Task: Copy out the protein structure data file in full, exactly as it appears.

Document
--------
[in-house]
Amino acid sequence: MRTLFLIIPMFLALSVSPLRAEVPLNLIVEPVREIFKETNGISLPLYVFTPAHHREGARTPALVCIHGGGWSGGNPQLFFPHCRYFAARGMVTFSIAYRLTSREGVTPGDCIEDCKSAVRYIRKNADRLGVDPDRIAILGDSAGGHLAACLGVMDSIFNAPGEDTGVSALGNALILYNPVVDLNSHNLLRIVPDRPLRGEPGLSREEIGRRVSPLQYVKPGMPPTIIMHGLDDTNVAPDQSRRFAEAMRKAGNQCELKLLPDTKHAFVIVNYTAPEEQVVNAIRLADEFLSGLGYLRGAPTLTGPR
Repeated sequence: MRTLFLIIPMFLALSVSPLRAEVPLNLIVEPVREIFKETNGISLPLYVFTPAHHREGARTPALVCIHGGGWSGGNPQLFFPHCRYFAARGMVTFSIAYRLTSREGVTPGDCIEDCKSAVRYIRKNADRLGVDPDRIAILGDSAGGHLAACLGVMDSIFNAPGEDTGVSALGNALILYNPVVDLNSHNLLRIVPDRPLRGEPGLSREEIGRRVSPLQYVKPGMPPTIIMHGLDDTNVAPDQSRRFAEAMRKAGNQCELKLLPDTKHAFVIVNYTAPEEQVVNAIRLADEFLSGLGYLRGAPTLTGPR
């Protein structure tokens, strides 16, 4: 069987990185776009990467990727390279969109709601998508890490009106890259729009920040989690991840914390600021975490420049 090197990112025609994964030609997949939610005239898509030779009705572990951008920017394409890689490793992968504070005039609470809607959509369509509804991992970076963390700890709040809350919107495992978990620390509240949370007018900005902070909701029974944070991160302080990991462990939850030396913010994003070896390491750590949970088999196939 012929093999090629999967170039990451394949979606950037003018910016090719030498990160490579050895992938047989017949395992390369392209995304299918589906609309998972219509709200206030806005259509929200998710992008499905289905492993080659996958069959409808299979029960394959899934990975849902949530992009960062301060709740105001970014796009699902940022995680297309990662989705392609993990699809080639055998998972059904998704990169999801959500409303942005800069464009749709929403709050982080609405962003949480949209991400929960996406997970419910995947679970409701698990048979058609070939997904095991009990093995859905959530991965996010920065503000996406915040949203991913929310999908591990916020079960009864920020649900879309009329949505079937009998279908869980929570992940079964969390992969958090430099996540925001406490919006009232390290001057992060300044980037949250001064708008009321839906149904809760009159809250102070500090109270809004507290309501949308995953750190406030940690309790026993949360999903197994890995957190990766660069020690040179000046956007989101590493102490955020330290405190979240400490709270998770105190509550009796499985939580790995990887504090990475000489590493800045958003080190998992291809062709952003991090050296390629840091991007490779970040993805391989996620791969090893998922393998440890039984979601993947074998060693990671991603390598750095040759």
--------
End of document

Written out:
[in-house]
Amino acid sequence: MRTLFLIIPMFLALSVSPLRAEVPLNLIVEPVREIFKETNGISLPLYVFTPAHHREGARTPALVCIHGGGWSGGNPQLFFPHCRYFAARGMVTFSIAYRLTSREGVTPGDCIEDCKSAVRYIRKNADRLGVDPDRIAILGDSAGGHLAACLGVMDSIFNAPGEDTGVSALGNALILYNPVVDLNSHNLLRIVPDRPLRGEPGLSREEIGRRVSPLQYVKPGMPPTIIMHGLDDTNVAPDQSRRFAEAMRKAGNQCELKLLPDTKHAFVIVNYTAPEEQVVNAIRLADEFLSGLGYLRGAPTLTGPR
Repeated sequence: MRTLFLIIPMFLALSVSPLRAEVPLNLIVEPVREIFKETNGISLPLYVFTPAHHREGARTPALVCIHGGGWSGGNPQLFFPHCRYFAARGMVTFSIAYRLTSREGVTPGDCIEDCKSAVRYIRKNADRLGVDPDRIAILGDSAGGHLAACLGVMDSIFNAPGEDTGVSALGNALILYNPVVDLNSHNLLRIVPDRPLRGEPGLSREEIGRRVSPLQYVKPGMPPTIIMHGLDDTNVAPDQSRRFAEAMRKAGNQCELKLLPDTKHAFVIVNYTAPEEQVVNAIRLADEFLSGLGYLRGAPTLTGPR
């Protein structure tokens, strides 16, 4: 069987990185776009990467990727390279969109709601998508890490009106890259729009920040989690991840914390600021975490420049 090197990112025609994964030609997949939610005239898509030779009705572990951008920017394409890689490793992968504070005039609470809607959509369509509804991992970076963390700890709040809350919107495992978990620390509240949370007018900005902070909701029974944070991160302080990991462990939850030396913010994003070896390491750590949970088999196939 012929093999090629999967170039990451394949979606950037003018910016090719030498990160490579050895992938047989017949395992390369392209995304299918589906609309998972219509709200206030806005259509929200998710992008499905289905492993080659996958069959409808299979029960394959899934990975849902949530992009960062301060709740105001970014796009699902940022995680297309990662989705392609993990699809080639055998998972059904998704990169999801959500409303942005800069464009749709929403709050982080609405962003949480949209991400929960996406997970419910995947679970409701698990048979058609070939997904095991009990093995859905959530991965996010920065503000996406915040949203991913929310999908591990916020079960009864920020649900879309009329949505079937009998279908869980929570992940079964969390992969958090430099996540925001406490919006009232390290001057992060300044980037949250001064708008009321839906149904809760009159809250102070500090109270809004507290309501949308995953750190406030940690309790026993949360999903197994890995957190990766660069020690040179000046956007989101590493102490955020330290405190979240400490709270998770105190509550009796499985939580790995990887504090990475000489590493800045958003080190998992291809062709952003991090050296390629840091991007490779970040993805391989996620791969090893998922393998440890039984979601993947074998060693990671991603390598750095040759």